6. How would you combat with facts a statement that "the technical analyst determines fair and reasonable price in a sole source negotiation, rather than the contracting officer"? Specifically, in a situation where a technical analyst provides a report which applies the concepts of FAR 15.404-1 in considering proposed labor, material, and subcontractor and the report subsequently is almost entirely relied upon by the contracting officer to formulate a pre-negotiations position within a business clearance memorandum? And this arrangement is repeated for years for a similar procurement type. And what if the statement cannot be successfully refuted by the plain reading of the FAR's guiding principles and sections regarding fair and reasonable pricing? Is there case law that reinforces that the determination is made by the contracting officer and no other representative of the Government? The FAR states: "Contracting Officers shall purchase supplies and services from responsible sources at fair and reasonable prices" (FAR 15.402(a)). "The objective of proposal analysis is to ensure that the final agreed-to price is fair and reasonable. The contracting officer is responsible for evaluating the reasonableness of the offered prices. The analytical techniques and procedures described in this section may be used, singly or in combination with others, to ensure that the final price is fair and reasonable. The complexity and circumstances of each acquisition should determine the level of detail of the analysis required." "The contracting officer may request the advice and assistance of other experts to ensure that an appropriate analysis is performed." (FAR 15.404-1(a)) "Contracting officers are responsible for ensuring performance of all necessary actions for effective contracting, ensuring compliance with the terms of the contract, and safeguarding the interests of the United States in its contractual relationships. In order to perform these responsibilities, contracting officers should be allowed wide latitude to exercise business judgment. Contracting officers shall request and consider the advice of specialists in audit, law, engineering, information security, transportation, and other fields, as appropriate" (FAR 1.602-2). "The purpose of defining the Federal Acquisition Team (Team) in the Guiding Principles is to ensure that participants in the System are identified -- beginning with the customer and ending with the contractor of the product or service. By identifying the team members in this manner, teamwork, unity of purpose, and open communication among the members of the Team in sharing the vision and achieving the goal of the System are encouraged. Individual team members will participate in the acquisition process at the appropriate time." (FAR 1.102-3) "Government members of the Team must be empowered to make acquisition decisions within their areas of responsibility, including selection, negotiation, and administration of contracts consistent with the Guiding Principles. In particular, the contracting officer must have the authority to the maximum extent practicable and consistent with law, to determine the application of rules, regulations, and policies, on a specific contract." (FAR 1.102-4(a))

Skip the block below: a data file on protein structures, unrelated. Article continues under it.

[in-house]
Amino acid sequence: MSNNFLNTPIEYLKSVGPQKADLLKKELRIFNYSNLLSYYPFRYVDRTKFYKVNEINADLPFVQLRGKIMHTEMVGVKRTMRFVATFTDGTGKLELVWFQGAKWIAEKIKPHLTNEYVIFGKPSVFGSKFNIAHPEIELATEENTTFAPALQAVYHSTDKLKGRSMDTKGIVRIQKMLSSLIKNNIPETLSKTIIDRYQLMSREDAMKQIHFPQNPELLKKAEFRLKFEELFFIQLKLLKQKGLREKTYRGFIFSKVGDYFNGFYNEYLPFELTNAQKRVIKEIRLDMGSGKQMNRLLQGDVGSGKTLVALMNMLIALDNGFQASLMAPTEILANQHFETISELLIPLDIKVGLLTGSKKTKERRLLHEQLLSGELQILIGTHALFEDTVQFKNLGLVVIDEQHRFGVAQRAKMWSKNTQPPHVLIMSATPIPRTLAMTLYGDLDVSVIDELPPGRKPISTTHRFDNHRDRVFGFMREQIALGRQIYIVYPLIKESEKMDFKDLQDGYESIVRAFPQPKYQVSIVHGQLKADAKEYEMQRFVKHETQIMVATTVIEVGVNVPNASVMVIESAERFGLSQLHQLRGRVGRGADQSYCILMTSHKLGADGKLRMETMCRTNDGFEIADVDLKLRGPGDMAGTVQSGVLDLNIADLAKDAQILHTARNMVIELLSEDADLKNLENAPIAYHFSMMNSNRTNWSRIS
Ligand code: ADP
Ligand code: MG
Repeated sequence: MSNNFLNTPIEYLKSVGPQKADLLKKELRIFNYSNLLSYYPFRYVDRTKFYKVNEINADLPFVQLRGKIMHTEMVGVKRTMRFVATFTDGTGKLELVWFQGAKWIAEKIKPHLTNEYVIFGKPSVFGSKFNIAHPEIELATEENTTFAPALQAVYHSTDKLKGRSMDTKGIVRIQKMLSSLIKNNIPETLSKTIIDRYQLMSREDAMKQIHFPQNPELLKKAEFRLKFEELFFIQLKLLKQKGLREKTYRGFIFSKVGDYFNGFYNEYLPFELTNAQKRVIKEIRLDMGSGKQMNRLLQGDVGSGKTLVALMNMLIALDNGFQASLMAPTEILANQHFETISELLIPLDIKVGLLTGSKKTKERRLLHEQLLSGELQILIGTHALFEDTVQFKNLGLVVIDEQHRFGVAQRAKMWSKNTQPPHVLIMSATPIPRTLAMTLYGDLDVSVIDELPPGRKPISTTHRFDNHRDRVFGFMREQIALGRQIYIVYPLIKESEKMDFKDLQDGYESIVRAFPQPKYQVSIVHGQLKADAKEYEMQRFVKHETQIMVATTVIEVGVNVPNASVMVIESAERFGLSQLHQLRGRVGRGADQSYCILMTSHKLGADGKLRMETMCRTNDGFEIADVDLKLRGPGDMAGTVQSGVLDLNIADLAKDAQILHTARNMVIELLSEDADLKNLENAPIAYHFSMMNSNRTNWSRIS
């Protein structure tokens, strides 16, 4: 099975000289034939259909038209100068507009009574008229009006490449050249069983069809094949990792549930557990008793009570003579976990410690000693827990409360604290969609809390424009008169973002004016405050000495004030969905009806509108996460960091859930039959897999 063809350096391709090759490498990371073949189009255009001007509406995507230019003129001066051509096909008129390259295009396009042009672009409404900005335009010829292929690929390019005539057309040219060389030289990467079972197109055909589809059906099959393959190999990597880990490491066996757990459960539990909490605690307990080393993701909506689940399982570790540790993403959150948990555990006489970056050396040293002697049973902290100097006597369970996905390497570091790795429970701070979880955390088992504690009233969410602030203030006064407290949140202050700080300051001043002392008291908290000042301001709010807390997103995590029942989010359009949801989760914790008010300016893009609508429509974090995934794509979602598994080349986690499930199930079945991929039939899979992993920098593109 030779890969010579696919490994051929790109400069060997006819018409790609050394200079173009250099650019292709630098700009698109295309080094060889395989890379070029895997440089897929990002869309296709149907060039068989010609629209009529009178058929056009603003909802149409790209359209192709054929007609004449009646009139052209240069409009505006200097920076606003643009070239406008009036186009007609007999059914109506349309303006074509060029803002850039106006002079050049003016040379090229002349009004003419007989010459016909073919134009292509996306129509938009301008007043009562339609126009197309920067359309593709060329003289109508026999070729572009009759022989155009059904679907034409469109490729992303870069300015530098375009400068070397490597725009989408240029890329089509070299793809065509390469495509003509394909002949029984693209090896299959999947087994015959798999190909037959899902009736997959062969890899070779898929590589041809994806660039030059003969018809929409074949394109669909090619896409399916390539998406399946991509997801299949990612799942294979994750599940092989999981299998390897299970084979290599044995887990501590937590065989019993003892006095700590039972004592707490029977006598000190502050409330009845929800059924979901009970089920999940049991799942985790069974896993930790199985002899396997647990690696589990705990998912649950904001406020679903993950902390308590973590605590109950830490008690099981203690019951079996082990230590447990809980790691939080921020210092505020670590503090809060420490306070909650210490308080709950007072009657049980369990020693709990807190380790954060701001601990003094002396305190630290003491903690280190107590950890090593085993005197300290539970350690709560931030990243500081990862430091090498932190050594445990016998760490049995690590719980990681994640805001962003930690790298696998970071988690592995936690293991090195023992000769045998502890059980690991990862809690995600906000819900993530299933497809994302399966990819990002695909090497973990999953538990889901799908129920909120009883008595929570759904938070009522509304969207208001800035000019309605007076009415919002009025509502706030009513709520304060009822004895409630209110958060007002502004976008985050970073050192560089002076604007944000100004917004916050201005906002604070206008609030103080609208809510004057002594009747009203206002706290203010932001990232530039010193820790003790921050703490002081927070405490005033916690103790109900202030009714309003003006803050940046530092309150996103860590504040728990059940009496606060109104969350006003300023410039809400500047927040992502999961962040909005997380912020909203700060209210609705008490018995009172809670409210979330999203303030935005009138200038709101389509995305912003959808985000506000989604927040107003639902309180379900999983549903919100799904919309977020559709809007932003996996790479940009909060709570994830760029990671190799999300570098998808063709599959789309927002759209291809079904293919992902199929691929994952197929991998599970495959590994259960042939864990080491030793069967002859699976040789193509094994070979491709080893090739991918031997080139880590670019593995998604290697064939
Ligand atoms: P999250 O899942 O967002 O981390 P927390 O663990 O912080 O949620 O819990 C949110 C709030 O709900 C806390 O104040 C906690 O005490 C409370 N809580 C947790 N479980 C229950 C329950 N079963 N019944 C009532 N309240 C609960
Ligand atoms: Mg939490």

7. Discussion is also "the examination or consideration of a matter in speech or writing". Look it up, dictionary.com